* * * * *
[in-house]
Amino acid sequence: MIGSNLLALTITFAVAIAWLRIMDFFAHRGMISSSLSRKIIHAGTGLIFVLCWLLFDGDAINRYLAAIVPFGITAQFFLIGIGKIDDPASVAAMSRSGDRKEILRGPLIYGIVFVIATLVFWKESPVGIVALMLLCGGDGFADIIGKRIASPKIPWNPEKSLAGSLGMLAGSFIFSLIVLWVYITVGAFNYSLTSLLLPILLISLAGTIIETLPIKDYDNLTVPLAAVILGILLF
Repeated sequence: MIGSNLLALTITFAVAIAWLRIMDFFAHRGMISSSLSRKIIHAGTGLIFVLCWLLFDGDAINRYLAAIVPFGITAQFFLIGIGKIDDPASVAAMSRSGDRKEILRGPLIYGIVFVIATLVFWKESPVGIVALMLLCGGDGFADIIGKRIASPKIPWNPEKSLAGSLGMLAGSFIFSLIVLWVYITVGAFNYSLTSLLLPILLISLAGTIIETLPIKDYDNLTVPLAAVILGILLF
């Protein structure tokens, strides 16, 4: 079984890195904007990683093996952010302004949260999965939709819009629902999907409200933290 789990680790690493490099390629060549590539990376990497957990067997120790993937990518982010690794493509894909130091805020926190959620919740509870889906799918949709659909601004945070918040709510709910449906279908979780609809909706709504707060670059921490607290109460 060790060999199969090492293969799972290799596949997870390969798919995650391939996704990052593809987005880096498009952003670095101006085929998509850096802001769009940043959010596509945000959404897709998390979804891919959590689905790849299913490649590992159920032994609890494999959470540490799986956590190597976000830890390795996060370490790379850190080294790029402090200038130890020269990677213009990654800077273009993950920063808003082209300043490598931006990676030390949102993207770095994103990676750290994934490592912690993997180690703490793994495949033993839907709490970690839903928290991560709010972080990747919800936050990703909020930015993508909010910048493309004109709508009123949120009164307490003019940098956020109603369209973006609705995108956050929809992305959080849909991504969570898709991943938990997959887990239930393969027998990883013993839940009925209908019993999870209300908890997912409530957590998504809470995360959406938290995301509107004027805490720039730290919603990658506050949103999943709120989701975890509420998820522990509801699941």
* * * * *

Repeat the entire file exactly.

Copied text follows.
[in-house]
Amino acid sequence: MIGSNLLALTITFAVAIAWLRIMDFFAHRGMISSSLSRKIIHAGTGLIFVLCWLLFDGDAINRYLAAIVPFGITAQFFLIGIGKIDDPASVAAMSRSGDRKEILRGPLIYGIVFVIATLVFWKESPVGIVALMLLCGGDGFADIIGKRIASPKIPWNPEKSLAGSLGMLAGSFIFSLIVLWVYITVGAFNYSLTSLLLPILLISLAGTIIETLPIKDYDNLTVPLAAVILGILLF
Repeated sequence: MIGSNLLALTITFAVAIAWLRIMDFFAHRGMISSSLSRKIIHAGTGLIFVLCWLLFDGDAINRYLAAIVPFGITAQFFLIGIGKIDDPASVAAMSRSGDRKEILRGPLIYGIVFVIATLVFWKESPVGIVALMLLCGGDGFADIIGKRIASPKIPWNPEKSLAGSLGMLAGSFIFSLIVLWVYITVGAFNYSLTSLLLPILLISLAGTIIETLPIKDYDNLTVPLAAVILGILLF
């Protein structure tokens, strides 16, 4: 079984890195904007990683093996952010302004949260999965939709819009629902999907409200933290 789990680790690493490099390629060549590539990376990497957990067997120790993937990518982010690794493509894909130091805020926190959620919740509870889906799918949709659909601004945070918040709510709910449906279908979780609809909706709504707060670059921490607290109460 060790060999199969090492293969799972290799596949997870390969798919995650391939996704990052593809987005880096498009952003670095101006085929998509850096802001769009940043959010596509945000959404897709998390979804891919959590689905790849299913490649590992159920032994609890494999959470540490799986956590190597976000830890390795996060370490790379850190080294790029402090200038130890020269990677213009990654800077273009993950920063808003082209300043490598931006990676030390949102993207770095994103990676750290994934490592912690993997180690703490793994495949033993839907709490970690839903928290991560709010972080990747919800936050990703909020930015993508909010910048493309004109709508009123949120009164307490003019940098956020109603369209973006609705995108956050929809992305959080849909991504969570898709991943938990997959887990239930393969027998990883013993839940009925209908019993999870209300908890997912409530957590998504809470995360959406938290995301509107004027805490720039730290919603990658506050949103999943709120989701975890509420998820522990509801699941």